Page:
The Great Mosque of Djenné (French: Grande mosquée de Djenné, Arabic: الجامع الكبير في جينيه) is a large banco or adobe building that is considered by many architects to be one of the greatest achievements of the Sudano-Sahelian architectural style. The mosque is located in the city of Djenné, Mali, on the flood plain of the Bani River. The first mosque on the site was built around the 13th century, but the current structure dates from 1907. As well as being the centre of the community of Djenné, it is one of the most famous landmarks in Africa. Along with the "Old Towns of Djenné" it was designated a World Heritage Site by UNESCO in 1988.
The actual date of construction of the first mosque in Djenné is unknown, but dates as early as 1200 and as late as 1330 have been suggested. The earliest document mentioning the mosque is Abd al-Sadi's Tarikh al-Sudan which gives the early history, presumably from the oral tradition as it existed in the mid seventeenth century. The tarikh states that a Sultan Kunburu became a Muslim and had his palace pulled down and the site turned into a mosque. He built another palace for himself near the mosque on the east side. His immediate successor built the towers of the mosque while the following Sultan built the surrounding wall.
There is no other written information on the Great Mosque until the French explorer René Caillié visited Djenné in 1828 and wrote "In Jenné is a mosque built of earth, surmounted by two massive but not high towers; it is rudely constructed, though very large. It is abandoned to thousands of swallows, which build their nests in it. This occasions a very disagreeable smell, to avoid which, the custom of saying prayers in a small outer court has become common."
In 1906, the French administration in the town arranged for the original mosque to be rebuilt and at the same time for a school to be constructed on the site of Seku Amadu's mosque. The rebuilding was completed in 1907 using forced labour under the direction of Ismaila Traoré, head of Djenné's guild of masons. From photographs taken at the time,it appears the position of at least some of the outer walls follows those of the original mosque but it is unclear as to whether the columns supporting the roof kept to the previous arrangement. What was almost certainly novel in the rebuilt mosque was the symmetric arrangement of three large towers in the qibla wall. There has been debate as to what extent the design of the rebuilt mosque was subject to French influence.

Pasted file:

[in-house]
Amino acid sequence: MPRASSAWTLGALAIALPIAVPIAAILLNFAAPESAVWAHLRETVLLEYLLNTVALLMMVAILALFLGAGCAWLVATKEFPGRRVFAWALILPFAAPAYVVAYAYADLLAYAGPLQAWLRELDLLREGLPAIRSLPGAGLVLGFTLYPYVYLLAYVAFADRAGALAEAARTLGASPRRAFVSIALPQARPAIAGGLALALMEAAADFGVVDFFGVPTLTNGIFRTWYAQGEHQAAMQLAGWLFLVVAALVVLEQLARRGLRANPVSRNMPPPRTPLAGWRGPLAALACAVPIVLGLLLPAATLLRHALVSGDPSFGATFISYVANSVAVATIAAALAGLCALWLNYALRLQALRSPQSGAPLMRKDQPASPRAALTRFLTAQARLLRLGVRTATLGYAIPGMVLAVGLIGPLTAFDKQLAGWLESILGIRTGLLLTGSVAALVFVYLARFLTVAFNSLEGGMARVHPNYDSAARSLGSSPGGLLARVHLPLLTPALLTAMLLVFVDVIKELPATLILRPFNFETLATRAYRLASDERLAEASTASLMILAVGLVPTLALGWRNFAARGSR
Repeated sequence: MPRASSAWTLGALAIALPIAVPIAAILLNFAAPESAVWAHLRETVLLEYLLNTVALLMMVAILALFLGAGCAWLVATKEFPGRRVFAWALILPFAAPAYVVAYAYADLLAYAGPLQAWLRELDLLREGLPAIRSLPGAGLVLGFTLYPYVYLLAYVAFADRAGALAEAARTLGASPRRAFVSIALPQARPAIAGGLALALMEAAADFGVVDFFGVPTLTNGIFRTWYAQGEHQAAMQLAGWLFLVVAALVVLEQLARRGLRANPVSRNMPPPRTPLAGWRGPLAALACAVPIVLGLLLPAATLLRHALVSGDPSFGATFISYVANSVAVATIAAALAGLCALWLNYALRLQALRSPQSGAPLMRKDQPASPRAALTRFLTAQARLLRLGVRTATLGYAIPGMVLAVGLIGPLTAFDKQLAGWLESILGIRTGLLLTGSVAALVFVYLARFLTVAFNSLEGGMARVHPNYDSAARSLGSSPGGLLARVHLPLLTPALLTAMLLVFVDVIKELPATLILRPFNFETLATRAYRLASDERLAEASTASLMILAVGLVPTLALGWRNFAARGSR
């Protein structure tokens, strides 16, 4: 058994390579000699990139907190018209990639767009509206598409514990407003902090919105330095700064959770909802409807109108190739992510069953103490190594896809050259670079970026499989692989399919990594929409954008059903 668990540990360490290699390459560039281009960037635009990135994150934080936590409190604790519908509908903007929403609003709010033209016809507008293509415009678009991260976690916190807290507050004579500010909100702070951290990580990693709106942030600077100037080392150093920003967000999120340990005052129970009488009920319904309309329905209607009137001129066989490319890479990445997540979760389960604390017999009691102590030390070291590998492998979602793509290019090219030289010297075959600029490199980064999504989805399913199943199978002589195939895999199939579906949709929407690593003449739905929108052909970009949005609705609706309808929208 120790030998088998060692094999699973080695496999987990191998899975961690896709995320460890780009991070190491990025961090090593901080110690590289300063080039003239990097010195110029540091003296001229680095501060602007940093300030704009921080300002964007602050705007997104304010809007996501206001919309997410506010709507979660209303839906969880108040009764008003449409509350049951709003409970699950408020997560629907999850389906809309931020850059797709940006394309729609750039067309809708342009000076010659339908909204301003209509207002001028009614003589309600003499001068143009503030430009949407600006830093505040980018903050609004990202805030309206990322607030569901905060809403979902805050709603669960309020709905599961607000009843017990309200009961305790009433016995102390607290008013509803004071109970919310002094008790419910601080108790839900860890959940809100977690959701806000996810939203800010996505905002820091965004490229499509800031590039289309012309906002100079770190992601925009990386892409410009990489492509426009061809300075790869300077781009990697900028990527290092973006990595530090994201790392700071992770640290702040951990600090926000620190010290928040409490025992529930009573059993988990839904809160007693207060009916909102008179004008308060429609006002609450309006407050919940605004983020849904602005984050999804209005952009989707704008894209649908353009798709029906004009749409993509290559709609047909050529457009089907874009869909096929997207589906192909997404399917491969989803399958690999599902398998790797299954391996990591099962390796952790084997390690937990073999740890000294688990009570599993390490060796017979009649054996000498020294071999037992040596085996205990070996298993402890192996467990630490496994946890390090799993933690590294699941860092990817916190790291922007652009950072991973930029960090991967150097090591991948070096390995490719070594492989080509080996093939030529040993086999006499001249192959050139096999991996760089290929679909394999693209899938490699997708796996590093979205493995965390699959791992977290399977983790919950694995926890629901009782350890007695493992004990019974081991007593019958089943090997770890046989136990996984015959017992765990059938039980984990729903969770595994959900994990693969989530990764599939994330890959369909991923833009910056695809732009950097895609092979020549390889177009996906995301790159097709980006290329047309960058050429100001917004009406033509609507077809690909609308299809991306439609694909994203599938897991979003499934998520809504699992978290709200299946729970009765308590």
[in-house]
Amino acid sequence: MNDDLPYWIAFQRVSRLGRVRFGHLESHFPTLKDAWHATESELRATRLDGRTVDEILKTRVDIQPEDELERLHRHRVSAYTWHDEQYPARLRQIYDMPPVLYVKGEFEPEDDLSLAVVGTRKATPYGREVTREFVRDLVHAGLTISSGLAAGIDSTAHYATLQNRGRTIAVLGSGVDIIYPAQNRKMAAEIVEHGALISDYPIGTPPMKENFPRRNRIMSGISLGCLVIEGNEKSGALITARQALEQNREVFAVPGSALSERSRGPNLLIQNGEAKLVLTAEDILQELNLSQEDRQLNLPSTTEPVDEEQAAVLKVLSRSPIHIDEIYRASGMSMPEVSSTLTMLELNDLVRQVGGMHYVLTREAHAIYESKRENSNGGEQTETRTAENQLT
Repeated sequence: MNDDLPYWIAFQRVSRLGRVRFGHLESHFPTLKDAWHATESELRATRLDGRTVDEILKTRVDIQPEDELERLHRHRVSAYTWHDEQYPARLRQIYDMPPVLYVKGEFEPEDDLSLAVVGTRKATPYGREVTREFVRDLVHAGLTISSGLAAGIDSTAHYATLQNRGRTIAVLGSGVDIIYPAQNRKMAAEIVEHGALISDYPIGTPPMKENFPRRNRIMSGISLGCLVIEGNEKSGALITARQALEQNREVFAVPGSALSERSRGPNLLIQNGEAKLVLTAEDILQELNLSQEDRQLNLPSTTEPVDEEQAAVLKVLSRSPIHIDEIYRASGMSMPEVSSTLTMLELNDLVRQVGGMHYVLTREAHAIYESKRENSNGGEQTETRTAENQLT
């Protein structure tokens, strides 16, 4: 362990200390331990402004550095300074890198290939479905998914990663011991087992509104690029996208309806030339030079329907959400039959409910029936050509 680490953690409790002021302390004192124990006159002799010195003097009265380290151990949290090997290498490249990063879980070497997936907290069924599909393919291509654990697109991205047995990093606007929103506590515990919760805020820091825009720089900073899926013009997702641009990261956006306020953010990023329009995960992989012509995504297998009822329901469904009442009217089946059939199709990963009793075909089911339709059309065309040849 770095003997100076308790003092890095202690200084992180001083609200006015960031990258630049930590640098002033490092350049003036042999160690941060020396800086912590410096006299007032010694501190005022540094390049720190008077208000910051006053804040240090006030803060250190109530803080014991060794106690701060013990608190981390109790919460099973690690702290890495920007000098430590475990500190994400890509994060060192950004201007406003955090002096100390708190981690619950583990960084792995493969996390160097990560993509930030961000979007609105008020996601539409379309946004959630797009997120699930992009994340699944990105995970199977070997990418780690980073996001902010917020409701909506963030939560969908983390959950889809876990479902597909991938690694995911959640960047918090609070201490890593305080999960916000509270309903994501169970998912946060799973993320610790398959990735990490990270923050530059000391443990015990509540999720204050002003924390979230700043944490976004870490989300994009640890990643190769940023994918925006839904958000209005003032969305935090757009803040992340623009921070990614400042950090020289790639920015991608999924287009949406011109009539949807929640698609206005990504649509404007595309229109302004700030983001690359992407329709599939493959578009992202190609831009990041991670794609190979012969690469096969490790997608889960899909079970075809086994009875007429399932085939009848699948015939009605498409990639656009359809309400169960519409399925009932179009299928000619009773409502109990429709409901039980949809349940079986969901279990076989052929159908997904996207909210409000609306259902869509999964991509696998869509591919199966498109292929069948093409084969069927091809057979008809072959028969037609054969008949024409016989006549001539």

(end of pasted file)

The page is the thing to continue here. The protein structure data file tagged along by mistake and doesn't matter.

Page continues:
Dubois revisited Djenné in 1910 and was shocked by the new building. He believed that the French colonial administration were responsible for the design and wrote that it looked like a cross between a hedgehog and a church organ. He thought that the cones made the building resemble a baroque temple dedicated to the god of suppositories. By contrast, Jean-Louis Bourgeois has argued that the French had little influence except perhaps for the internal arches and that the design is "basically African."
The terrace in front of the eastern wall includes two tombs. The larger tomb to the south contains the remains of Almany Ismaïla, an important imam of the 18th century. Early in the French colonial period, a pond located on the eastern side of the mosque was filled with earth to create the open area that is now used for the weekly market.
Electrical wiring and indoor plumbing have been added to many mosques in Mali. In some cases, the original surfaces of a mosque have even been tiled over, destroying its historical appearance and in some cases compromising the building's structural integrity. While the Great Mosque has been equipped with a loudspeaker system, the citizens of Djenné have resisted modernization in favor of the building's historical integrity. Many historical preservationists have praised the community's preservation effort, and interest in this aspect of the building grew in the 1990s.
In 1996, Vogue magazine held a fashion shoot inside the mosque. Vogue's pictures of scantily-dressed women outraged local opinion, and as a result, non-Muslims have been banned from entering the mosque ever since. The Mosque is seen in the 2005 film Sahara.